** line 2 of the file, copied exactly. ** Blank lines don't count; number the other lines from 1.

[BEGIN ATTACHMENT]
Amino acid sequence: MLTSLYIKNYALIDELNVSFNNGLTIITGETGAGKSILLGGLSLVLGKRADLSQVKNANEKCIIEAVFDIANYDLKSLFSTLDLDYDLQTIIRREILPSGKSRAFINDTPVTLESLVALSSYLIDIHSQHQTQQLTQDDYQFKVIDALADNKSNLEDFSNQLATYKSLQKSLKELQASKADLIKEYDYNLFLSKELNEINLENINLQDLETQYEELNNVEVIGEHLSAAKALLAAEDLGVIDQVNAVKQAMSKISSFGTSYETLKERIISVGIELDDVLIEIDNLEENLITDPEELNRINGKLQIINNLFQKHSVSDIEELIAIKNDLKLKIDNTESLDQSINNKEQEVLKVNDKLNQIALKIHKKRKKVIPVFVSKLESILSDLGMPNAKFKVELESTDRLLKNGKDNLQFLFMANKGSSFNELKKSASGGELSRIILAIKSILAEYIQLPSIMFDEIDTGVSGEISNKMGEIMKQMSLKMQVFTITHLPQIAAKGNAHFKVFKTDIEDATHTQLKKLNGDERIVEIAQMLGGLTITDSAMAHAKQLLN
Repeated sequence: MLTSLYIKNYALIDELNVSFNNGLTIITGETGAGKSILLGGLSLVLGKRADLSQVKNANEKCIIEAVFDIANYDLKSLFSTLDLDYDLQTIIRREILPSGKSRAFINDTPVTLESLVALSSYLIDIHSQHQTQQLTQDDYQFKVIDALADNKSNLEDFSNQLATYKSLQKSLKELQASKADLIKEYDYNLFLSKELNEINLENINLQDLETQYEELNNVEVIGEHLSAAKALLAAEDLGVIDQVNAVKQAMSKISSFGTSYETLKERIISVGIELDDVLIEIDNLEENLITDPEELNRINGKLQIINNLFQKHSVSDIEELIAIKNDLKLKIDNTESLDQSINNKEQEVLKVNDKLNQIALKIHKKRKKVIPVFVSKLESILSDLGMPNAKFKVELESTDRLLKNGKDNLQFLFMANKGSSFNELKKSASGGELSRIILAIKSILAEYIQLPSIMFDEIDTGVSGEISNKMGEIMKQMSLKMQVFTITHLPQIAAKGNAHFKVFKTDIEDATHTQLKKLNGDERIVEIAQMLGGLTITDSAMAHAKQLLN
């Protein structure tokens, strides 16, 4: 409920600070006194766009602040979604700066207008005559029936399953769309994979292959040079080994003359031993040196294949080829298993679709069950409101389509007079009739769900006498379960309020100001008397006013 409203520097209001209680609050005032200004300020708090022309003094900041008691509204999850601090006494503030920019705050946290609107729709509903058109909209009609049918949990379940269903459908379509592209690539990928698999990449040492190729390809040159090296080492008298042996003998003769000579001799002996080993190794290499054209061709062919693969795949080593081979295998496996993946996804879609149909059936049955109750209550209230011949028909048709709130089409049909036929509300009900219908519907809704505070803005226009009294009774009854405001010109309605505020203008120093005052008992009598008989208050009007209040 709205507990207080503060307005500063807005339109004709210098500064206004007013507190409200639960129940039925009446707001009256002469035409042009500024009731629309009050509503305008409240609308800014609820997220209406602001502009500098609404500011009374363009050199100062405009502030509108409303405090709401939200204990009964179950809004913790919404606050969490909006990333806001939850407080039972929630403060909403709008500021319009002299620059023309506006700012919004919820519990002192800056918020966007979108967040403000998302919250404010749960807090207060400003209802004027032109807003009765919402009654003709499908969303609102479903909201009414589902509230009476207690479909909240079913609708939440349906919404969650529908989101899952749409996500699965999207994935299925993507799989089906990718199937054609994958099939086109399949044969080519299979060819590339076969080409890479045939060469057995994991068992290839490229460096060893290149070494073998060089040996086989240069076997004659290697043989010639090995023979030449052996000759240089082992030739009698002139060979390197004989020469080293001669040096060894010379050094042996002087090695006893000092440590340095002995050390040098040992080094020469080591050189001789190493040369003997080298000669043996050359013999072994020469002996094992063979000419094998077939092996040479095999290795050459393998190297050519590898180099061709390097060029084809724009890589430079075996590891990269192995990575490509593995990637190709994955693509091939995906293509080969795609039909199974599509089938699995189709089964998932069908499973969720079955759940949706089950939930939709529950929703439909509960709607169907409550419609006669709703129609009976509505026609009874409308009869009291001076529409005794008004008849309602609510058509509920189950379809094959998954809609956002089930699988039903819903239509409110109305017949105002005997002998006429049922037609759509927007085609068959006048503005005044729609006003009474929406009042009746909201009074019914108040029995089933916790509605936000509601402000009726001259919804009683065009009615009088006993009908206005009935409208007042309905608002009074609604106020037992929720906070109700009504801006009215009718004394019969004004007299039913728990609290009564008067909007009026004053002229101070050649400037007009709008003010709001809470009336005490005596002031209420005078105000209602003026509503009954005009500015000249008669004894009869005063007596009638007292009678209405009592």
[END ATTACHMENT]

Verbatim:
Repeated sequence: MLTSLYIKNYALIDELNVSFNNGLTIITGETGAGKSILLGGLSLVLGKRADLSQVKNANEKCIIEAVFDIANYDLKSLFSTLDLDYDLQTIIRREILPSGKSRAFINDTPVTLESLVALSSYLIDIHSQHQTQQLTQDDYQFKVIDALADNKSNLEDFSNQLATYKSLQKSLKELQASKADLIKEYDYNLFLSKELNEINLENINLQDLETQYEELNNVEVIGEHLSAAKALLAAEDLGVIDQVNAVKQAMSKISSFGTSYETLKERIISVGIELDDVLIEIDNLEENLITDPEELNRINGKLQIINNLFQKHSVSDIEELIAIKNDLKLKIDNTESLDQSINNKEQEVLKVNDKLNQIALKIHKKRKKVIPVFVSKLESILSDLGMPNAKFKVELESTDRLLKNGKDNLQFLFMANKGSSFNELKKSASGGELSRIILAIKSILAEYIQLPSIMFDEIDTGVSGEISNKMGEIMKQMSLKMQVFTITHLPQIAAKGNAHFKVFKTDIEDATHTQLKKLNGDERIVEIAQMLGGLTITDSAMAHAKQLLN